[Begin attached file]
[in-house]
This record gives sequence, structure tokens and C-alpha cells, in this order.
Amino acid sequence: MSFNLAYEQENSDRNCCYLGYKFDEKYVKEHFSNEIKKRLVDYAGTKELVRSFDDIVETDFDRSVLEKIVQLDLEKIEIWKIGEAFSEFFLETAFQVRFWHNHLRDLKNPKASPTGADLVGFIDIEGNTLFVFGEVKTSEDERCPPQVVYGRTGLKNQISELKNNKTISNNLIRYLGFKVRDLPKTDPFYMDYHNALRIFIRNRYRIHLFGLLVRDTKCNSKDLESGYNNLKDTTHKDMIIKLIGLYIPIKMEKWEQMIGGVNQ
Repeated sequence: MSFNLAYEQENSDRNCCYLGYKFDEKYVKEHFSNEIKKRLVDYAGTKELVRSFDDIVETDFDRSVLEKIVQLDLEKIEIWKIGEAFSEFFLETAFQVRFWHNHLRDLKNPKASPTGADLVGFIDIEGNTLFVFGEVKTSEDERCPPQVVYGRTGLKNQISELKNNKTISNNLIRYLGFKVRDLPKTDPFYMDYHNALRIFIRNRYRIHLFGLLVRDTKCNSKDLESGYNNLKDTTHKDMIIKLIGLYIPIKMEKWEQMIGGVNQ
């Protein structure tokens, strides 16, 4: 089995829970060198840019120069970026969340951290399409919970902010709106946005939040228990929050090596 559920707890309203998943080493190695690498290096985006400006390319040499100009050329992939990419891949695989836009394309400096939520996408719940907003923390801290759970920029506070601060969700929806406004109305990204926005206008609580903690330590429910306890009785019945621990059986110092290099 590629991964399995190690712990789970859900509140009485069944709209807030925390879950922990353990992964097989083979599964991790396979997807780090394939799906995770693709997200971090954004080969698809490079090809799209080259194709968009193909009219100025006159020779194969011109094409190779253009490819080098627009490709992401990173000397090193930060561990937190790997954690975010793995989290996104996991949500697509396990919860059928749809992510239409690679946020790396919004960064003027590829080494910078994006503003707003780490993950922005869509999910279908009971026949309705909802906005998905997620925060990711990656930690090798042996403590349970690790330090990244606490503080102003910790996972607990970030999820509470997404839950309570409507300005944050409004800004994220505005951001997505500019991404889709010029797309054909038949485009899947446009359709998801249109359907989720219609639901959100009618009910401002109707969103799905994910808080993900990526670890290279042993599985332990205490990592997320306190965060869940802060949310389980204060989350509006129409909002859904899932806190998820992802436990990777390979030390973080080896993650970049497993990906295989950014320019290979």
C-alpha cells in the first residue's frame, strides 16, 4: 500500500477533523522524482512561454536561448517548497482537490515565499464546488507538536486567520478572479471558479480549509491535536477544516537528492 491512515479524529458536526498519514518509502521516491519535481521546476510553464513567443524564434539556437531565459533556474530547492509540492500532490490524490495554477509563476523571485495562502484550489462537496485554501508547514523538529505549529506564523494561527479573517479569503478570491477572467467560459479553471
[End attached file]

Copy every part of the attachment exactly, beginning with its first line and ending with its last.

[in-house]
This record gives sequence, structure tokens and C-alpha cells, in this order.
Amino acid sequence: MSFNLAYEQENSDRNCCYLGYKFDEKYVKEHFSNEIKKRLVDYAGTKELVRSFDDIVETDFDRSVLEKIVQLDLEKIEIWKIGEAFSEFFLETAFQVRFWHNHLRDLKNPKASPTGADLVGFIDIEGNTLFVFGEVKTSEDERCPPQVVYGRTGLKNQISELKNNKTISNNLIRYLGFKVRDLPKTDPFYMDYHNALRIFIRNRYRIHLFGLLVRDTKCNSKDLESGYNNLKDTTHKDMIIKLIGLYIPIKMEKWEQMIGGVNQ
Repeated sequence: MSFNLAYEQENSDRNCCYLGYKFDEKYVKEHFSNEIKKRLVDYAGTKELVRSFDDIVETDFDRSVLEKIVQLDLEKIEIWKIGEAFSEFFLETAFQVRFWHNHLRDLKNPKASPTGADLVGFIDIEGNTLFVFGEVKTSEDERCPPQVVYGRTGLKNQISELKNNKTISNNLIRYLGFKVRDLPKTDPFYMDYHNALRIFIRNRYRIHLFGLLVRDTKCNSKDLESGYNNLKDTTHKDMIIKLIGLYIPIKMEKWEQMIGGVNQ
């Protein structure tokens, strides 16, 4: 089995829970060198840019120069970026969340951290399409919970902010709106946005939040228990929050090596 559920707890309203998943080493190695690498290096985006400006390319040499100009050329992939990419891949695989836009394309400096939520996408719940907003923390801290759970920029506070601060969700929806406004109305990204926005206008609580903690330590429910306890009785019945621990059986110092290099 590629991964399995190690712990789970859900509140009485069944709209807030925390879950922990353990992964097989083979599964991790396979997807780090394939799906995770693709997200971090954004080969698809490079090809799209080259194709968009193909009219100025006159020779194969011109094409190779253009490819080098627009490709992401990173000397090193930060561990937190790997954690975010793995989290996104996991949500697509396990919860059928749809992510239409690679946020790396919004960064003027590829080494910078994006503003707003780490993950922005869509999910279908009971026949309705909802906005998905997620925060990711990656930690090798042996403590349970690790330090990244606490503080102003910790996972607990970030999820509470997404839950309570409507300005944050409004800004994220505005951001997505500019991404889709010029797309054909038949485009899947446009359709998801249109359907989720219609639901959100009618009910401002109707969103799905994910808080993900990526670890290279042993599985332990205490990592997320306190965060869940802060949310389980204060989350509006129409909002859904899932806190998820992802436990990777390979030390973080080896993650970049497993990906295989950014320019290979």
C-alpha cells in the first residue's frame, strides 16, 4: 500500500477533523522524482512561454536561448517548497482537490515565499464546488507538536486567520478572479471558479480549509491535536477544516537528492 491512515479524529458536526498519514518509502521516491519535481521546476510553464513567443524564434539556437531565459533556474530547492509540492500532490490524490495554477509563476523571485495562502484550489462537496485554501508547514523538529505549529506564523494561527479573517479569503478570491477572467467560459479553471